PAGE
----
+  To be sure, the Hebrew Bible that guides and shapes the ministry of Jesus speaks to us about a sacred rhythm where everything has a season – action and contemplation, song and silence, joy as well as sorrow.

But even the Lord’s call to come unto me all ye who are tired and heavy laden
is about the rhythm of rest in anticipation of engagement. Jesus tells us to take MY yoke upon your life rather than the way of the world so that we might learn and living into the unforced rhythms of grace.  The writer, Anne Lamott, once put it like this in her book, Bird by Bird, part of which says:

My pastor said last Sunday that if you don't change directions, you are going to end up where you are headed. Is that okay with you, to end up still desperately trying to achieve more, and to get the world to validate your parking ticket, and to get your possibly dead parents to see how amazing you always were…(and) putting those tiny pesky parental voices aside, what about, oh, say, the entire rest of the world? Do you mind even a little that you are still addicted to people-pleasing, and are still putting everyone else's needs and laundry and career ahead of your creative, spiritual life? Giving all your life force away, to "help" and impress. Well, your help is not helpful and falls way too short.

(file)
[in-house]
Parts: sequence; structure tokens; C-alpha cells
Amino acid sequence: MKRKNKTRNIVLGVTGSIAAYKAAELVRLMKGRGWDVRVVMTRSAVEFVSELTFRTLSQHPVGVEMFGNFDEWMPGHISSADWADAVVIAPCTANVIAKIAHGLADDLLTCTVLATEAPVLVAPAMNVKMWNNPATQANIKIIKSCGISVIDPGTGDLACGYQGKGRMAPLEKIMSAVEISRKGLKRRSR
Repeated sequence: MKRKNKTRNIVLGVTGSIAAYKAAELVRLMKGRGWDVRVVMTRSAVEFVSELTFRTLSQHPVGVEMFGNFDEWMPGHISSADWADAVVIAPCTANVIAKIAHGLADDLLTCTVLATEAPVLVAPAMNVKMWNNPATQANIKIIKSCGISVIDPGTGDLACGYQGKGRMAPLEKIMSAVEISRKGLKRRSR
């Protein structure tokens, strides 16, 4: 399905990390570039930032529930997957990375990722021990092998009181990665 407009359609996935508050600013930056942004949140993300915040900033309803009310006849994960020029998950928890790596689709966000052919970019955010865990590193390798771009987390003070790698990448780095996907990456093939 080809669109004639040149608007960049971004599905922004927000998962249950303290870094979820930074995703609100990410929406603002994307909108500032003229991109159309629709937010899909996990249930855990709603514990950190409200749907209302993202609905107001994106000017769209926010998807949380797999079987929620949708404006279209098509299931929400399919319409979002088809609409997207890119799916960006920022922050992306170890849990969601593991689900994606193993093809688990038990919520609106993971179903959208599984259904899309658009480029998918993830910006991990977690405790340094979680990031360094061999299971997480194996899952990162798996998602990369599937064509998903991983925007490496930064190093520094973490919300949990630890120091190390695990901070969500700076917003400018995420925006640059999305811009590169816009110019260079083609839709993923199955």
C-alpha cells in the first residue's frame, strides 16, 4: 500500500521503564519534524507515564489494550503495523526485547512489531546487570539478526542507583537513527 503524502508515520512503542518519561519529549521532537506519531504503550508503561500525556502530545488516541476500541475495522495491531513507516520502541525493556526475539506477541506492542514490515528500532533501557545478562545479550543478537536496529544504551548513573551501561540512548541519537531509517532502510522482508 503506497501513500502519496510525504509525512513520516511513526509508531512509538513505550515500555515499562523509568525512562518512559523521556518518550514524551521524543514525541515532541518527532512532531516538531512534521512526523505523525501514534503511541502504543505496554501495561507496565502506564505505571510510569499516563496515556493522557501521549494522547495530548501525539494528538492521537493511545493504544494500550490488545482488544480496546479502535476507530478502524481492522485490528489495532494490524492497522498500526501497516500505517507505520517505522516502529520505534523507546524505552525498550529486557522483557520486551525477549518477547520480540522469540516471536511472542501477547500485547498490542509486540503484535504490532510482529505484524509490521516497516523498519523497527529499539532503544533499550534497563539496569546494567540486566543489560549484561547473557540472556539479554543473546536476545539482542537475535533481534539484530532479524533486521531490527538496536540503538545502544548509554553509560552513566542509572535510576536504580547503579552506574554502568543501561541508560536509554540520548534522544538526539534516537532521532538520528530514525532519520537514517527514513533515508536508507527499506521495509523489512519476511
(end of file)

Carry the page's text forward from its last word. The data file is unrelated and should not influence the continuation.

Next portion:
Ok, Ms. Lamott can be snarky and sometimes a bit over the top, but she cuts to the chase and makes her spiritual point clear and accessible in this age of smart-phones and 24/7 updates that are filled with Tweets and Tumblr and who knows what else, yes? In a more gentile time, the equally challenging and insightful bard of Vermont, Frederick Buechner, said much the same thing when he wrote:

Don’t worry – trust God - stop trying to protect, to rescue, to judge, to manage the lives around you . . . remember that the lives of others are not your business. They are their business. They are God’s business . . . even your own life is not your business. It also is God’s business. Leave it to God. It is an astonishing thought. It can become a life-transforming thought . . . unclench the fists of your spirit and take it easy . . . What deadens us most to God’s presence within us, I think, is the inner dialogue that we are continuously engaged in with ourselves, the endless chatter of human thought. I suspect that there is nothing more crucial to true spiritual comfort . . . than being able from time to time to stop that chatter.

And I can’t help but recall that Dr. King once noted that not every moment in history is the same; sometimes we must seize the moment because once it is gone, it will be gone for a long, long time – maybe forever.